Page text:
Consecutive Days Riding: 94 Days Blogged: 91
New Mileage: 8 Total Trip Mileage: 741
I once had a student tell me that he thought the world would be a much better place if there was no religion! I told him I could not disagree more. I view religion as a double edged sword. Clearly it may serve a very positive function within an individual’s life. It may help to give their life meaning and a sense of direction. It also serves a very important function within our communities. Many of our important national and world leaders like Martin Luther King, Gandhi, and Dali Lama arose from within the ranks of religious citizens. In response to Haiti’s devastation many religious groups are stepping forward with assistance. Whether they are responding to Christ’s or Buddha’s commands to providing comfort and aid to the less fortunate and those in need, they are stepping forward.
The other side of this sword is the fact that the religious beliefs and actions of certain individuals and groups can be turned into potential instruments of bias, divisiveness, hatred and some might even say evil. Religion can be used to drive a wedge between people rather than become a device to bring together our communities.
Most recently two examples of this negative side of religious beliefs have come to light. The first occurred several weeks ago, when in response to Tiger Woods’ adultery, commentator Brit Hume of FOX News suggested that Tiger Woods should turn to Jesus to deal with his sins because the Buddhist faith does not offers the kind of forgiveness and redemption offered by Christianity. He suggested that Tiger should “turn to the Christian faith and you can make a total recovery and be a great example to the world.” As you might expect this statement has created a firestorm of protest from both Buddhist leaders as well as within the liberal Christian community. Robert Thurman, a professor of Tibetan studies at Columbia University notes that “it is insulting to Buddhism to indicate that it does not care about its own believers and followers.” He notes that adultery is as much a sin in Buddhism as it is in Christianity and that the ethics are the same in both traditions. There are clear philosophical differences between Buddhism and Christianity. Buddhism believes that a person must look inward and that the problem is something he’s got work out for himself, while Christianity believes that only a potent “creator God” can bestow redemption. I have no problem with Brit believing what he believes but his statement that Tiger should “lose his faith” and that this faith is inferior or somehow lacking is an insult to not only Buddhists but to anyone who does not hold to a Christian viewpoint. This approach does not foster deeper understanding and acceptance of others within our community. The fact that his views were aired on a network that prides itself on being “fair and balanced” just adds insult to injury in my view.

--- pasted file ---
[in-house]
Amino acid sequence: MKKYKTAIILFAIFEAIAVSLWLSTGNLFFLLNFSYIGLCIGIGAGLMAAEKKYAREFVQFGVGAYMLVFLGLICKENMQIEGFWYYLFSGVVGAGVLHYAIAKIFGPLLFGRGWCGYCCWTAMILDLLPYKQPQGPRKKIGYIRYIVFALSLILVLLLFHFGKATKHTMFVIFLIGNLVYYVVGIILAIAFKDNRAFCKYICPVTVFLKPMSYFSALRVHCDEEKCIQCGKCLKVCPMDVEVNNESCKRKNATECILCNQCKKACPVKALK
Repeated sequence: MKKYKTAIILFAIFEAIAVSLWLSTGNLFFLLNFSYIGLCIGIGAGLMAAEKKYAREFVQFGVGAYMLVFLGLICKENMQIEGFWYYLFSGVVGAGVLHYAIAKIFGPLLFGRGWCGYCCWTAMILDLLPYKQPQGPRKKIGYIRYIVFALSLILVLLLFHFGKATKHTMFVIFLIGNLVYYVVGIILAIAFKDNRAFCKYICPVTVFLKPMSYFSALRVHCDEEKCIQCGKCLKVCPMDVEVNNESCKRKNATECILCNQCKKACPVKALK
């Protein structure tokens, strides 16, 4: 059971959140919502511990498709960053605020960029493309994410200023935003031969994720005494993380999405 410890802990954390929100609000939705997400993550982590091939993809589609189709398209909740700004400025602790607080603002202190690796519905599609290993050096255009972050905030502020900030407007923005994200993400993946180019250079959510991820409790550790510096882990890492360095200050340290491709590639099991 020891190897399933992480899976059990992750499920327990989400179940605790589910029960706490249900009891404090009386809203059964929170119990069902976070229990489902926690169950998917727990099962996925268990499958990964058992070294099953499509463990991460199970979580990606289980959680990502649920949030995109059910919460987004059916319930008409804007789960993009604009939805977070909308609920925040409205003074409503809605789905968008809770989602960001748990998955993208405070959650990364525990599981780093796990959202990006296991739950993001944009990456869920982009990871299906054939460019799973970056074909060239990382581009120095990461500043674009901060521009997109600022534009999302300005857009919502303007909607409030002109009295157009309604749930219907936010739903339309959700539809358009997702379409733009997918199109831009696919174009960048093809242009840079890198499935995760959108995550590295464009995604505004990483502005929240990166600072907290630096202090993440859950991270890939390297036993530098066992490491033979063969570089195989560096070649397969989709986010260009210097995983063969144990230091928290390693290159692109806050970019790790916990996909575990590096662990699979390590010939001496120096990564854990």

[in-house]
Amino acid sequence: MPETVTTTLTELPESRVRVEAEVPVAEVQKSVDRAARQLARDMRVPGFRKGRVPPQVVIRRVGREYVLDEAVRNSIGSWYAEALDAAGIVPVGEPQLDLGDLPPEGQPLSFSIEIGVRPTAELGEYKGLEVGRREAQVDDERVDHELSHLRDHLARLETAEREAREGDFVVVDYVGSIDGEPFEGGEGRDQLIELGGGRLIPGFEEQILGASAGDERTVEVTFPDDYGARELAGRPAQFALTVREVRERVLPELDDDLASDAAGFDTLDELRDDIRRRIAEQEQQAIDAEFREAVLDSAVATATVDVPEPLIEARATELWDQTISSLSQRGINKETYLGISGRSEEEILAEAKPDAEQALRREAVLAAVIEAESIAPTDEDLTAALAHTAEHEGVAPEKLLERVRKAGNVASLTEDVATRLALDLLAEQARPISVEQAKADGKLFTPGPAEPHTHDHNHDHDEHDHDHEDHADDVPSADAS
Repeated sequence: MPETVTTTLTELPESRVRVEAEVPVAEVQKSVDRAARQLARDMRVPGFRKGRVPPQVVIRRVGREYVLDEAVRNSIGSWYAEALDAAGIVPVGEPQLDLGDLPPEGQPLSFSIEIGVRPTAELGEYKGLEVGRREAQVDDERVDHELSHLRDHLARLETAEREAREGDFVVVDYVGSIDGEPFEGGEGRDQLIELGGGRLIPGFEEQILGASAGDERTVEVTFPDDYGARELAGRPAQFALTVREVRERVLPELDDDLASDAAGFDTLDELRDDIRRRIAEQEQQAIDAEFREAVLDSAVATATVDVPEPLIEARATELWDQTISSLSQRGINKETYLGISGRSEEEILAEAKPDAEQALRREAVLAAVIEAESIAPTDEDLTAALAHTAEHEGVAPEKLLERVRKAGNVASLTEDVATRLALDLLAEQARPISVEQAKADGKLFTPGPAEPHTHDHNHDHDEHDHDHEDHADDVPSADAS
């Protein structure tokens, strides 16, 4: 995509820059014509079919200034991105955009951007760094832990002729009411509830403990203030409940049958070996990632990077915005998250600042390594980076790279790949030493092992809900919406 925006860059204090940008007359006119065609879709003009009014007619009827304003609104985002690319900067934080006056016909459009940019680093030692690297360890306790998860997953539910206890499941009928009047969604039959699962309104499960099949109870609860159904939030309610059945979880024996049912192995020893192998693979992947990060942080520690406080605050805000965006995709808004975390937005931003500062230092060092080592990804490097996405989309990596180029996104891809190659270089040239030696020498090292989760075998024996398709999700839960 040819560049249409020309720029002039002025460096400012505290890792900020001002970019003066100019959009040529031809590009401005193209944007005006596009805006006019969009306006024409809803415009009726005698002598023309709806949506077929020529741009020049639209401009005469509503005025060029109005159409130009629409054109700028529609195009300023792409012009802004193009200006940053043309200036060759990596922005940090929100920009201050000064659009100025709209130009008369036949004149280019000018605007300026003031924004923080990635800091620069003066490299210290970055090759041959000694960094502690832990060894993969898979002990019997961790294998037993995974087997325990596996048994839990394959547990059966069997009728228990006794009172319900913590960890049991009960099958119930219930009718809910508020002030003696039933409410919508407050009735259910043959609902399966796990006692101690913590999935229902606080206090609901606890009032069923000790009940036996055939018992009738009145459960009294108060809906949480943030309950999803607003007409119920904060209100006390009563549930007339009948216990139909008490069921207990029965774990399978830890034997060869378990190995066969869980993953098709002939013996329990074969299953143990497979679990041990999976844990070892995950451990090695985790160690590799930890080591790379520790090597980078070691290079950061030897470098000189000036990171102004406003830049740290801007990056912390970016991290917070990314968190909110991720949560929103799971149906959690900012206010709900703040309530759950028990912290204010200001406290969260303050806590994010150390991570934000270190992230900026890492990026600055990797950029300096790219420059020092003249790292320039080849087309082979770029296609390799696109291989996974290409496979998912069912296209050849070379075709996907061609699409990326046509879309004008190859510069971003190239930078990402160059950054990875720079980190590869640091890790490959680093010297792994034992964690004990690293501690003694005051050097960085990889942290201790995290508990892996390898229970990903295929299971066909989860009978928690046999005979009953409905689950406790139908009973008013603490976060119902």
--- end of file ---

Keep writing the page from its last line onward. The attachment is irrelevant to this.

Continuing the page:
The second and I believe somewhat more egregious example occurred in response to the terrific destruction in Haiti following the recent earth quake. I’m referring to Pat Robertson’s statement in which he noted that “something happened a long time ago in Haiti and people might not want to talk about. They were under the heels of the French you know Napoleon the third and whatever. And they got together and swore a pact to the devil. They said ‘we will serve you if you will get us free from the prince.’” Pat Robertson then goes on to note that Haitians need to have a “great turning to God” in response to this earthquake. It has been noted that this is not the first time that the former Republican presidential candidate has made controversial comments in the wakes of disasters he was quoted as linking Hurricane Katrina and the 9/11 terrorist attacks to a legalized abortion and the presence of the gay agenda in our country.
While Pat Robertson has every right to make his statements, the questions for me are: What good do the statements server? Do they help the Haitian people in their moment of need? Do they help our response to the disaster? Do they simply represent a “holier than thou” or a “we’re right and favored by God and you’re wrong” exclusionary religious rant? Is he trying to help quell questions from his followers about why or how could a “just and caring God” do this to these people?
How helpful is it in our preparing for natural disasters or dealing with terrorist threats to make blanket statements in which we tie the occurrence of these disasters to social political causes (e.g. abortion, gay rights). Do you help people who have a “pact with the devil?” How do we compromise and find common ground on issues like abortion if any kind of support is seen as bringing God’s punishment and damnation upon us?
One of the blessings of our great nation is people’s right to speak their opinions. However, I believe that there are responsibilities that go with this gift and that one of these is to work toward a greater sense of community, toward solutions that bring people together not drive apart. You can label it “fair and balanced” all you want, if it is derogatory, inflames passions and drives wedges into our communities then I believe we may be heading toward a path fraught with EVIL consequences.
As I prepared to post today’s blog my partner pointed out to me an editorial by the NYT writer Ross Douthat in which he notes that Brit Hume’s comments have fostered a much needed religious discussion. I agree that such discussions are needed, however, I would suggest that they not be started by commentators who present one sided and insulting statements. I would suggest starting with a balanced two sided presentation of the topic in question.
Please hold the people in Haiti in your prayers as they struggle to survive and rebuild!